But like I said in the beginning, don’t forget to have some fun.
5. Reward Yourself
Living with diabetes and its daily demands for self-care can be stressful and may negatively impact your self-management. Not only can stress increase your blood sugar levels, but it can contribute to you making poor choices. The good news is there are many healthy ways to cope with stress.
One of those ways is rewarding yourself after a long day. The best part is, we have insulin for a reason. So don’t forget to splurge every now and again.
If you had a bad day, have a cookie or in my case, eat an entire whole-wheat margarita flatbread pizza —just make sure to bolus first. It helps make eating healthy the rest of the time worth it. I mean, everyone has a cheat day, right? It’s the same thing.
Simply do the best and forget the rest. It’s important to feel good about your successes. Give yourself credit when you are successful but don’t be overly critical if you fall short of a goal.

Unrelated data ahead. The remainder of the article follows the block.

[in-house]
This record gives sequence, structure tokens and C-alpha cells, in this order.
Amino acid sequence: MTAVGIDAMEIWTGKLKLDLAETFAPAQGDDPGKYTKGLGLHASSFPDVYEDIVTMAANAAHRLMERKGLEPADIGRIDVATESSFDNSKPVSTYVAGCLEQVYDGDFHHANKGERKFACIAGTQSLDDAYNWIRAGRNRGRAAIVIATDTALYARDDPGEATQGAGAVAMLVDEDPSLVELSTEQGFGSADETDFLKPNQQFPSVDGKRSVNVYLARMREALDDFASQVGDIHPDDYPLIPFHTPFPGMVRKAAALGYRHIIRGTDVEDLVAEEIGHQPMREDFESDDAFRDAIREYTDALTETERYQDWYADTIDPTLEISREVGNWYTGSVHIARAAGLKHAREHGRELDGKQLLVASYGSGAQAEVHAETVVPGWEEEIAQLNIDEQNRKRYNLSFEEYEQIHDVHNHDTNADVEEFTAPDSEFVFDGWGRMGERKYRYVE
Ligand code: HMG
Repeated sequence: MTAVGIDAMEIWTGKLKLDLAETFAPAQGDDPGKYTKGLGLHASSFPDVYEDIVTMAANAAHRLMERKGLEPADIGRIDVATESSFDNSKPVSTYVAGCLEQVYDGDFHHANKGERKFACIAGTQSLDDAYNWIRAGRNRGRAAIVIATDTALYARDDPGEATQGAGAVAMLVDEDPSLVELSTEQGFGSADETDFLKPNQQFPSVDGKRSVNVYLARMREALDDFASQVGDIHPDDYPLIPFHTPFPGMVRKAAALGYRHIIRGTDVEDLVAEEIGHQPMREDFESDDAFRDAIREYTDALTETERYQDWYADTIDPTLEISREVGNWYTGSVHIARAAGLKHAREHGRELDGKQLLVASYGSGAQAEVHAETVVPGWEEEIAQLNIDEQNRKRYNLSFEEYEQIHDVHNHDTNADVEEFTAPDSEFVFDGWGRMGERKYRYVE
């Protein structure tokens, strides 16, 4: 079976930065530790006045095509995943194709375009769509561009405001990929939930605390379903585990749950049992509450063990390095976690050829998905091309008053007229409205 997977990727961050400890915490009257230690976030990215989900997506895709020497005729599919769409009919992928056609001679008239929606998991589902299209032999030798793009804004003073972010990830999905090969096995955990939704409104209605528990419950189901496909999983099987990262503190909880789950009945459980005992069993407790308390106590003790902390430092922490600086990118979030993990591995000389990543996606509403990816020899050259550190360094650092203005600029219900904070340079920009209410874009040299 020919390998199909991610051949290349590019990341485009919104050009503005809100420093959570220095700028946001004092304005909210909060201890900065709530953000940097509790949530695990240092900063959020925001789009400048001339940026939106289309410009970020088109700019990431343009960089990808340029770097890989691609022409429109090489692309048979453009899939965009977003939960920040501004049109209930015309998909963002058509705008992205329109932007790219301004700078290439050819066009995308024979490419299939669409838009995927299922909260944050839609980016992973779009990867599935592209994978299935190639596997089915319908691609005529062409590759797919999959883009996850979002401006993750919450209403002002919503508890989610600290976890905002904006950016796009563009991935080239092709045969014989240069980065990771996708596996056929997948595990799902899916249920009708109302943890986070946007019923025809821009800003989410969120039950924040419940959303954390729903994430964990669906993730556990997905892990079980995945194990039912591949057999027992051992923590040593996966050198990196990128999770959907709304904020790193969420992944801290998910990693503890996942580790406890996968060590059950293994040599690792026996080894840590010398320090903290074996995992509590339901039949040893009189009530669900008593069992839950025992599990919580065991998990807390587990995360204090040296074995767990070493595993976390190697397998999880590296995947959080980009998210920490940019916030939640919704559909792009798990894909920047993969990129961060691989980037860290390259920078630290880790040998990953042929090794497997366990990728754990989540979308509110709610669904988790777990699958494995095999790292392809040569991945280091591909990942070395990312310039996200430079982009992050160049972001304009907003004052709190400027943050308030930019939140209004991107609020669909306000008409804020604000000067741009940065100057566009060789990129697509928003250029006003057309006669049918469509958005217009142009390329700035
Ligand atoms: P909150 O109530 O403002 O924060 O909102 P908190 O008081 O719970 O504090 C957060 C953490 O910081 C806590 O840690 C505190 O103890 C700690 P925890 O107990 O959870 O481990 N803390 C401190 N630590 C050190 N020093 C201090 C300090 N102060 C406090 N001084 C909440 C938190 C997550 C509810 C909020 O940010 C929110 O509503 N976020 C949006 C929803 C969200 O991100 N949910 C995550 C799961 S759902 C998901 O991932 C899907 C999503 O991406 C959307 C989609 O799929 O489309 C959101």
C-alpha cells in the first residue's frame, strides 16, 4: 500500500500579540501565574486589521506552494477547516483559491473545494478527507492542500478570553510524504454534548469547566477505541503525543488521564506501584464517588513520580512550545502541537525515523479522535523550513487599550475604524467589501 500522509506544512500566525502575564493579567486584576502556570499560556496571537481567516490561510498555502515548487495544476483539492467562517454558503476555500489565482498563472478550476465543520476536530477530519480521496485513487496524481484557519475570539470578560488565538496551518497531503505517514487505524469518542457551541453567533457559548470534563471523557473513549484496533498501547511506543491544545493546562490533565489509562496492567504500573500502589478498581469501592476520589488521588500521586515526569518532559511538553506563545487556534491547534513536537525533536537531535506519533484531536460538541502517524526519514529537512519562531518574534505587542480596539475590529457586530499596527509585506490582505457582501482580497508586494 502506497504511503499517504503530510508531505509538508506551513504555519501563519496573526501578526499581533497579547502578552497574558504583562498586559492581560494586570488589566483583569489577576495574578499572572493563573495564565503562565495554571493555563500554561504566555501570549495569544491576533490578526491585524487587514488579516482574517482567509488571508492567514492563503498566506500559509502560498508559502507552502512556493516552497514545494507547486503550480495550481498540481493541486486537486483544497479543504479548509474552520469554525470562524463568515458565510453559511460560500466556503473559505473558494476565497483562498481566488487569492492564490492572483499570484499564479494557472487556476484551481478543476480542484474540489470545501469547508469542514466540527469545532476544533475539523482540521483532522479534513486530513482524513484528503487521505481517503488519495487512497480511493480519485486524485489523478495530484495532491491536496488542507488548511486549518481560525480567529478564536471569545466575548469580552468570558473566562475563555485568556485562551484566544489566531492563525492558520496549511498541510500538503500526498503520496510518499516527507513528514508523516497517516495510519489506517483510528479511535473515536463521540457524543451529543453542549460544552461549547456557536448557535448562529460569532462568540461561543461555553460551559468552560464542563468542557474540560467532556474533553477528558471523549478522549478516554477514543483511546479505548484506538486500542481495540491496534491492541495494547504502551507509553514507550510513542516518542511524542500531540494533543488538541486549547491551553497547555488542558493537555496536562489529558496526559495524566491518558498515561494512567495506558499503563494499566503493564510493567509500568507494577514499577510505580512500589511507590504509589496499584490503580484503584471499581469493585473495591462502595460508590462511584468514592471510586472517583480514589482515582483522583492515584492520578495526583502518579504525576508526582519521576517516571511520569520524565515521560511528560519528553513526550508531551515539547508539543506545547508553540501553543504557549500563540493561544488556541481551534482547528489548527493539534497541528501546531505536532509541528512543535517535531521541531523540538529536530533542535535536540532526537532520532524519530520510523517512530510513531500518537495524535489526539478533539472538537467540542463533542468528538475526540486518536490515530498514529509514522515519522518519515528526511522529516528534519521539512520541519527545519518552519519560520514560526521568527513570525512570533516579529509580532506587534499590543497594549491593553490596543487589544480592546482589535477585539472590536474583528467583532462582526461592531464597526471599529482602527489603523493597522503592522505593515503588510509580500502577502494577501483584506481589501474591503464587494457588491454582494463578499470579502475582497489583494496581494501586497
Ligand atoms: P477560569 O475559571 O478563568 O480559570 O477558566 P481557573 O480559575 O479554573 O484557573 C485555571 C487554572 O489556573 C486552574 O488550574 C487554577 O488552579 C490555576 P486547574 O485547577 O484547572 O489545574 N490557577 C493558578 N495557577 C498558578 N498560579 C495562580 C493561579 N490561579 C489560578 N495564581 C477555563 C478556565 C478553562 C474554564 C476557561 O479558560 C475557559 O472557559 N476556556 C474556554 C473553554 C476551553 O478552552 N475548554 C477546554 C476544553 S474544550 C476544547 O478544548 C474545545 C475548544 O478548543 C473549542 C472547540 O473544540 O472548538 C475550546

Choose to have a positive attitude, and cultivate it every day, but also accept when you feel down. To have occasional negative thoughts is normal. Research has actually shown that acknowledging those thoughts may help you keep your blood sugar levels stable.
Acknowledge, but don’t dwell. Once you work diabetes management into your routine, there’s no excuse for not doing everything else you want to do. Enjoy your life. No one is going to do that for you but you. Here’s to finding your new normal.